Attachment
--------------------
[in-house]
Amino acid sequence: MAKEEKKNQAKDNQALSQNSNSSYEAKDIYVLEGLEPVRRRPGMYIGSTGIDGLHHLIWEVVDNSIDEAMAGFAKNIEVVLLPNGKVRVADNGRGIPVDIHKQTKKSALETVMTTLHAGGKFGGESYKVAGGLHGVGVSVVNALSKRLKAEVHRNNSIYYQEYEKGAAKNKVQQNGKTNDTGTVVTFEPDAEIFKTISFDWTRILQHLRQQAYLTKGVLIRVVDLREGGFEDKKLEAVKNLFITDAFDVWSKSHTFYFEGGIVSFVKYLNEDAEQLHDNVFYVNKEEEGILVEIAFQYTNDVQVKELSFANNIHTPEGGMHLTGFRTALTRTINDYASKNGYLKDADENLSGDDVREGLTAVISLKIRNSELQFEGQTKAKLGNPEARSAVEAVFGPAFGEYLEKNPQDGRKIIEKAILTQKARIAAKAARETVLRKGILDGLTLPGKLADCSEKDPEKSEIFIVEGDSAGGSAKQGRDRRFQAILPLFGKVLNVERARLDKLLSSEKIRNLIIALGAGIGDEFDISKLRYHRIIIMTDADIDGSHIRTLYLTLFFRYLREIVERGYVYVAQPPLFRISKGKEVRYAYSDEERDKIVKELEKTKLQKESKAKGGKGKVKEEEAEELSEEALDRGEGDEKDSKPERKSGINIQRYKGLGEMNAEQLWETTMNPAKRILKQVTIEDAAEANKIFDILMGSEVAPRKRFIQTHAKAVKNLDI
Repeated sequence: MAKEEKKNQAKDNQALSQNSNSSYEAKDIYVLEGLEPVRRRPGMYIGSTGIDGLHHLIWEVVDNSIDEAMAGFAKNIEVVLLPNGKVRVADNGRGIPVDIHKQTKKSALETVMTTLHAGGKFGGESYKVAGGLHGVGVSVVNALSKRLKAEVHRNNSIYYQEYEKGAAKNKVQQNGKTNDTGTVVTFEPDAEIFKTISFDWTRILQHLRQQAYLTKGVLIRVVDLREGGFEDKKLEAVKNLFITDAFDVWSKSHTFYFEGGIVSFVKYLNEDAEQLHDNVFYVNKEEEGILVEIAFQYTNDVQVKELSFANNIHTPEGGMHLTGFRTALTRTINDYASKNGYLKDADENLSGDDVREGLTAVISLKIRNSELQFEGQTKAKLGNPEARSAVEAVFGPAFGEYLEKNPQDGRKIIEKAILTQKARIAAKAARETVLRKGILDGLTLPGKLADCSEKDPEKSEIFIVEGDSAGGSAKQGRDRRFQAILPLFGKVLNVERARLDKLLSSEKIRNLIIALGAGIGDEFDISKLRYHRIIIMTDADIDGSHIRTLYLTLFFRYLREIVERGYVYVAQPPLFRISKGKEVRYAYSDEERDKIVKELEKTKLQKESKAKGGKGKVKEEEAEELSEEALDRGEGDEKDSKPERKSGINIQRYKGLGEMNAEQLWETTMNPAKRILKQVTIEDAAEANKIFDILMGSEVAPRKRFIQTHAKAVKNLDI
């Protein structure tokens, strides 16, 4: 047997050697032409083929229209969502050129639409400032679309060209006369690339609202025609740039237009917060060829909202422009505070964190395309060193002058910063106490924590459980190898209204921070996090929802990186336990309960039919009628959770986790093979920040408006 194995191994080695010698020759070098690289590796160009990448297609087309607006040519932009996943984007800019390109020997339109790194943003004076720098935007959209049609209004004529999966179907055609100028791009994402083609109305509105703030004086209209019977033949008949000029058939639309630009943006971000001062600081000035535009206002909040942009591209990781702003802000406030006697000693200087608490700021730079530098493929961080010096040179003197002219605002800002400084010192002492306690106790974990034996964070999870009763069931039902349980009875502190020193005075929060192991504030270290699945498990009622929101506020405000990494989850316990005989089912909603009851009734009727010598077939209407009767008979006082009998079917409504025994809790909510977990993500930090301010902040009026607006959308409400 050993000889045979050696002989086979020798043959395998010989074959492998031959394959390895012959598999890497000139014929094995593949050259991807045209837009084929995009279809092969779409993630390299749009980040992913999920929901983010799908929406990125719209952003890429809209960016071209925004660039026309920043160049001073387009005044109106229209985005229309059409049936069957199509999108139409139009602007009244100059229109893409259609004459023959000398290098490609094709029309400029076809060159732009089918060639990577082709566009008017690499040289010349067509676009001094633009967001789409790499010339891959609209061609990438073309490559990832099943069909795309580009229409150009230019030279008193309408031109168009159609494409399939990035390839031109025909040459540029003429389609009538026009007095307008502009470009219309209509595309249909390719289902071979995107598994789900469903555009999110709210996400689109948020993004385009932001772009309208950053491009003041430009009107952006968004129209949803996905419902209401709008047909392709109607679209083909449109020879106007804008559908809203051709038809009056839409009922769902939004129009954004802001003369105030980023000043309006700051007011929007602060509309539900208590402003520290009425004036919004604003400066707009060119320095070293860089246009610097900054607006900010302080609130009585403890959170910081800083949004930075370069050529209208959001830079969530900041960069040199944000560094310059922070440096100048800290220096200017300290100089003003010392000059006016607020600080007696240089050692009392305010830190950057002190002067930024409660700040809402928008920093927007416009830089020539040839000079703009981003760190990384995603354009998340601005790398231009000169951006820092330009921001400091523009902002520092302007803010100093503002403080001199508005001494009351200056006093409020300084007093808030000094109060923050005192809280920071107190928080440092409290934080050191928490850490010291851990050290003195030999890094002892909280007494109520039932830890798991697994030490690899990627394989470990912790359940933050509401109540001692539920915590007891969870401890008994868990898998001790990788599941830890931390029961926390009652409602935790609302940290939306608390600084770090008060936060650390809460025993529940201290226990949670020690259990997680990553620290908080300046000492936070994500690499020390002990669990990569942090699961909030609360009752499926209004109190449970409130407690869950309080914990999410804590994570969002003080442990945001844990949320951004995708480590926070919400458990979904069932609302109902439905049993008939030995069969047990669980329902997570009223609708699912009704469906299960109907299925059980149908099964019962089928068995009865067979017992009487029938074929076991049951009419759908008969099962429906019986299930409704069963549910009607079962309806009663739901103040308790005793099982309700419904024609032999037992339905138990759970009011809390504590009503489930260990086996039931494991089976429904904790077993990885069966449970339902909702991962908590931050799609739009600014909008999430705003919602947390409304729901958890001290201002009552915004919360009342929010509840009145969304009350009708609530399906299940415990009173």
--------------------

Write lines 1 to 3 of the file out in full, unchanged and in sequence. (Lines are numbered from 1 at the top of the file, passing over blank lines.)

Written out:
[in-house]
Amino acid sequence: MAKEEKKNQAKDNQALSQNSNSSYEAKDIYVLEGLEPVRRRPGMYIGSTGIDGLHHLIWEVVDNSIDEAMAGFAKNIEVVLLPNGKVRVADNGRGIPVDIHKQTKKSALETVMTTLHAGGKFGGESYKVAGGLHGVGVSVVNALSKRLKAEVHRNNSIYYQEYEKGAAKNKVQQNGKTNDTGTVVTFEPDAEIFKTISFDWTRILQHLRQQAYLTKGVLIRVVDLREGGFEDKKLEAVKNLFITDAFDVWSKSHTFYFEGGIVSFVKYLNEDAEQLHDNVFYVNKEEEGILVEIAFQYTNDVQVKELSFANNIHTPEGGMHLTGFRTALTRTINDYASKNGYLKDADENLSGDDVREGLTAVISLKIRNSELQFEGQTKAKLGNPEARSAVEAVFGPAFGEYLEKNPQDGRKIIEKAILTQKARIAAKAARETVLRKGILDGLTLPGKLADCSEKDPEKSEIFIVEGDSAGGSAKQGRDRRFQAILPLFGKVLNVERARLDKLLSSEKIRNLIIALGAGIGDEFDISKLRYHRIIIMTDADIDGSHIRTLYLTLFFRYLREIVERGYVYVAQPPLFRISKGKEVRYAYSDEERDKIVKELEKTKLQKESKAKGGKGKVKEEEAEELSEEALDRGEGDEKDSKPERKSGINIQRYKGLGEMNAEQLWETTMNPAKRILKQVTIEDAAEANKIFDILMGSEVAPRKRFIQTHAKAVKNLDI
Repeated sequence: MAKEEKKNQAKDNQALSQNSNSSYEAKDIYVLEGLEPVRRRPGMYIGSTGIDGLHHLIWEVVDNSIDEAMAGFAKNIEVVLLPNGKVRVADNGRGIPVDIHKQTKKSALETVMTTLHAGGKFGGESYKVAGGLHGVGVSVVNALSKRLKAEVHRNNSIYYQEYEKGAAKNKVQQNGKTNDTGTVVTFEPDAEIFKTISFDWTRILQHLRQQAYLTKGVLIRVVDLREGGFEDKKLEAVKNLFITDAFDVWSKSHTFYFEGGIVSFVKYLNEDAEQLHDNVFYVNKEEEGILVEIAFQYTNDVQVKELSFANNIHTPEGGMHLTGFRTALTRTINDYASKNGYLKDADENLSGDDVREGLTAVISLKIRNSELQFEGQTKAKLGNPEARSAVEAVFGPAFGEYLEKNPQDGRKIIEKAILTQKARIAAKAARETVLRKGILDGLTLPGKLADCSEKDPEKSEIFIVEGDSAGGSAKQGRDRRFQAILPLFGKVLNVERARLDKLLSSEKIRNLIIALGAGIGDEFDISKLRYHRIIIMTDADIDGSHIRTLYLTLFFRYLREIVERGYVYVAQPPLFRISKGKEVRYAYSDEERDKIVKELEKTKLQKESKAKGGKGKVKEEEAEELSEEALDRGEGDEKDSKPERKSGINIQRYKGLGEMNAEQLWETTMNPAKRILKQVTIEDAAEANKIFDILMGSEVAPRKRFIQTHAKAVKNLDI